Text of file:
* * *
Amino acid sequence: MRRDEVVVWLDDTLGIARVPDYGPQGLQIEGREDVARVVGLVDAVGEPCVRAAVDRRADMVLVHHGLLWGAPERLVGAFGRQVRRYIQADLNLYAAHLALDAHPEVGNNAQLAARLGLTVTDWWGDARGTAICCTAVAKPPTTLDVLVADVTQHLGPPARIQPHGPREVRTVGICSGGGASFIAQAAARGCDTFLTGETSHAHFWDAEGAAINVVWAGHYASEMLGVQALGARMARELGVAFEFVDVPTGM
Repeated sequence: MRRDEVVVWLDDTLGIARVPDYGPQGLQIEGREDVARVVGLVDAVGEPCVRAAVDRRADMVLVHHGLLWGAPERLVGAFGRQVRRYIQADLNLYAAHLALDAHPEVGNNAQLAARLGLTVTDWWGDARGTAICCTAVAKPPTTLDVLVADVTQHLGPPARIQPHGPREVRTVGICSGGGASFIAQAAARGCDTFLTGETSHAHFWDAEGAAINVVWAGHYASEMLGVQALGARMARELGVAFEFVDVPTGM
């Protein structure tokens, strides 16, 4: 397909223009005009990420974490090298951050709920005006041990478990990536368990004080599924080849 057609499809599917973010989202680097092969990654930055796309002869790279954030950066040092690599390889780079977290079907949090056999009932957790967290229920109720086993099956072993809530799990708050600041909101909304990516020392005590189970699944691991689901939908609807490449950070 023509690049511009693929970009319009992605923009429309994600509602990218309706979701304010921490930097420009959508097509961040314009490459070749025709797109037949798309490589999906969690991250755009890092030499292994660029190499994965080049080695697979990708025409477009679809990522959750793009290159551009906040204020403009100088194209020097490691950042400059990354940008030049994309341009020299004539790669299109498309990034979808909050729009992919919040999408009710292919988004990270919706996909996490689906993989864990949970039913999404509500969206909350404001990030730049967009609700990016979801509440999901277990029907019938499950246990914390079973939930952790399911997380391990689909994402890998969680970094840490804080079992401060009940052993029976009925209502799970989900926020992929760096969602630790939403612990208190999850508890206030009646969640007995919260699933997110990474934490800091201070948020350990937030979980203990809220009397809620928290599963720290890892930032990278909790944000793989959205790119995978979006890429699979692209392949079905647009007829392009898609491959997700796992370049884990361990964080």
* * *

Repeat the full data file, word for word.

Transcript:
Amino acid sequence: MRRDEVVVWLDDTLGIARVPDYGPQGLQIEGREDVARVVGLVDAVGEPCVRAAVDRRADMVLVHHGLLWGAPERLVGAFGRQVRRYIQADLNLYAAHLALDAHPEVGNNAQLAARLGLTVTDWWGDARGTAICCTAVAKPPTTLDVLVADVTQHLGPPARIQPHGPREVRTVGICSGGGASFIAQAAARGCDTFLTGETSHAHFWDAEGAAINVVWAGHYASEMLGVQALGARMARELGVAFEFVDVPTGM
Repeated sequence: MRRDEVVVWLDDTLGIARVPDYGPQGLQIEGREDVARVVGLVDAVGEPCVRAAVDRRADMVLVHHGLLWGAPERLVGAFGRQVRRYIQADLNLYAAHLALDAHPEVGNNAQLAARLGLTVTDWWGDARGTAICCTAVAKPPTTLDVLVADVTQHLGPPARIQPHGPREVRTVGICSGGGASFIAQAAARGCDTFLTGETSHAHFWDAEGAAINVVWAGHYASEMLGVQALGARMARELGVAFEFVDVPTGM
């Protein structure tokens, strides 16, 4: 397909223009005009990420974490090298951050709920005006041990478990990536368990004080599924080849 057609499809599917973010989202680097092969990654930055796309002869790279954030950066040092690599390889780079977290079907949090056999009932957790967290229920109720086993099956072993809530799990708050600041909101909304990516020392005590189970699944691991689901939908609807490449950070 023509690049511009693929970009319009992605923009429309994600509602990218309706979701304010921490930097420009959508097509961040314009490459070749025709797109037949798309490589999906969690991250755009890092030499292994660029190499994965080049080695697979990708025409477009679809990522959750793009290159551009906040204020403009100088194209020097490691950042400059990354940008030049994309341009020299004539790669299109498309990034979808909050729009992919919040999408009710292919988004990270919706996909996490689906993989864990949970039913999404509500969206909350404001990030730049967009609700990016979801509440999901277990029907019938499950246990914390079973939930952790399911997380391990689909994402890998969680970094840490804080079992401060009940052993029976009925209502799970989900926020992929760096969602630790939403612990208190999850508890206030009646969640007995919260699933997110990474934490800091201070948020350990937030979980203990809220009397809620928290599963720290890892930032990278909790944000793989959205790119995978979006890429699979692209392949079905647009007829392009898609491959997700796992370049884990361990964080």